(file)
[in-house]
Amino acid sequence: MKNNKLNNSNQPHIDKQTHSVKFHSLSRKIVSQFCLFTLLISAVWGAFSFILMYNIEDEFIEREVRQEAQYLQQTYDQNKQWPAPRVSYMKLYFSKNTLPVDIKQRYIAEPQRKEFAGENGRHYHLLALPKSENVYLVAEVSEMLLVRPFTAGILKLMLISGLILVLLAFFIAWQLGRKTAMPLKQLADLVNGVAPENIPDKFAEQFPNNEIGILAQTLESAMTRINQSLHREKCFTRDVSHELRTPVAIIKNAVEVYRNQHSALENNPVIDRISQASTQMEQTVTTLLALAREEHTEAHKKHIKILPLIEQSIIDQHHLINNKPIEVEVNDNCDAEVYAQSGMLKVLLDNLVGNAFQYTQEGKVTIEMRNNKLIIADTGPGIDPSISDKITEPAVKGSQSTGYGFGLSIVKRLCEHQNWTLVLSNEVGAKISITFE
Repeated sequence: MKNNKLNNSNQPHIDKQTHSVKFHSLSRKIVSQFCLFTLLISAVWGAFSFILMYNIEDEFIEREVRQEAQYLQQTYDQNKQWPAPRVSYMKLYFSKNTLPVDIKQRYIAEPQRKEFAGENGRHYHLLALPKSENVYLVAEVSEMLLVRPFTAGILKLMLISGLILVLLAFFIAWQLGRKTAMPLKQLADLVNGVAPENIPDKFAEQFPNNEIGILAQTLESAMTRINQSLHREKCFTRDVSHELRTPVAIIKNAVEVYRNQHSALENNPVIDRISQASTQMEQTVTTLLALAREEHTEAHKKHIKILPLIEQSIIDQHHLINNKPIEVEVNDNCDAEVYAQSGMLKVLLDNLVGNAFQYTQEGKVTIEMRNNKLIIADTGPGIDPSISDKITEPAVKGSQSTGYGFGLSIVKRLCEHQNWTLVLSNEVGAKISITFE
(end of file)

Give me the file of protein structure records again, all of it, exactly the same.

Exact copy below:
[in-house]
Amino acid sequence: MKNNKLNNSNQPHIDKQTHSVKFHSLSRKIVSQFCLFTLLISAVWGAFSFILMYNIEDEFIEREVRQEAQYLQQTYDQNKQWPAPRVSYMKLYFSKNTLPVDIKQRYIAEPQRKEFAGENGRHYHLLALPKSENVYLVAEVSEMLLVRPFTAGILKLMLISGLILVLLAFFIAWQLGRKTAMPLKQLADLVNGVAPENIPDKFAEQFPNNEIGILAQTLESAMTRINQSLHREKCFTRDVSHELRTPVAIIKNAVEVYRNQHSALENNPVIDRISQASTQMEQTVTTLLALAREEHTEAHKKHIKILPLIEQSIIDQHHLINNKPIEVEVNDNCDAEVYAQSGMLKVLLDNLVGNAFQYTQEGKVTIEMRNNKLIIADTGPGIDPSISDKITEPAVKGSQSTGYGFGLSIVKRLCEHQNWTLVLSNEVGAKISITFE
Repeated sequence: MKNNKLNNSNQPHIDKQTHSVKFHSLSRKIVSQFCLFTLLISAVWGAFSFILMYNIEDEFIEREVRQEAQYLQQTYDQNKQWPAPRVSYMKLYFSKNTLPVDIKQRYIAEPQRKEFAGENGRHYHLLALPKSENVYLVAEVSEMLLVRPFTAGILKLMLISGLILVLLAFFIAWQLGRKTAMPLKQLADLVNGVAPENIPDKFAEQFPNNEIGILAQTLESAMTRINQSLHREKCFTRDVSHELRTPVAIIKNAVEVYRNQHSALENNPVIDRISQASTQMEQTVTTLLALAREEHTEAHKKHIKILPLIEQSIIDQHHLINNKPIEVEVNDNCDAEVYAQSGMLKVLLDNLVGNAFQYTQEGKVTIEMRNNKLIIADTGPGIDPSISDKITEPAVKGSQSTGYGFGLSIVKRLCEHQNWTLVLSNEVGAKISITFE